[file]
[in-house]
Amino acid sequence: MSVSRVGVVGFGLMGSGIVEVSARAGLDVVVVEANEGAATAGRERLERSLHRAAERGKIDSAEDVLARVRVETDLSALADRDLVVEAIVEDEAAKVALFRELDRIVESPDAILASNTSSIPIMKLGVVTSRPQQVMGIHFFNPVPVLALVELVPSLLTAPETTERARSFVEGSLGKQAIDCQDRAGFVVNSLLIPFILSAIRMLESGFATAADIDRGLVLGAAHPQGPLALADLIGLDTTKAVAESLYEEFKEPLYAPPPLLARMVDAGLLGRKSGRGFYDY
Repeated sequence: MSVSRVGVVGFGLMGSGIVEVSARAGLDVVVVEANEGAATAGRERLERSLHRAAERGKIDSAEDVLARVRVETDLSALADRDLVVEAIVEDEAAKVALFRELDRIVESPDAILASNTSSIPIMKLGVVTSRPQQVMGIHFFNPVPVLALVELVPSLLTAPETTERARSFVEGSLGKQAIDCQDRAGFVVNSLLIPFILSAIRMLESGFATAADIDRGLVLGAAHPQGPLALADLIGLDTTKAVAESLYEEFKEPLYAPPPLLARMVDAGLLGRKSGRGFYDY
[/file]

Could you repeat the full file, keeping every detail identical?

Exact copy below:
[in-house]
Amino acid sequence: MSVSRVGVVGFGLMGSGIVEVSARAGLDVVVVEANEGAATAGRERLERSLHRAAERGKIDSAEDVLARVRVETDLSALADRDLVVEAIVEDEAAKVALFRELDRIVESPDAILASNTSSIPIMKLGVVTSRPQQVMGIHFFNPVPVLALVELVPSLLTAPETTERARSFVEGSLGKQAIDCQDRAGFVVNSLLIPFILSAIRMLESGFATAADIDRGLVLGAAHPQGPLALADLIGLDTTKAVAESLYEEFKEPLYAPPPLLARMVDAGLLGRKSGRGFYDY
Repeated sequence: MSVSRVGVVGFGLMGSGIVEVSARAGLDVVVVEANEGAATAGRERLERSLHRAAERGKIDSAEDVLARVRVETDLSALADRDLVVEAIVEDEAAKVALFRELDRIVESPDAILASNTSSIPIMKLGVVTSRPQQVMGIHFFNPVPVLALVELVPSLLTAPETTERARSFVEGSLGKQAIDCQDRAGFVVNSLLIPFILSAIRMLESGFATAADIDRGLVLGAAHPQGPLALADLIGLDTTKAVAESLYEEFKEPLYAPPPLLARMVDAGLLGRKSGRGFYDY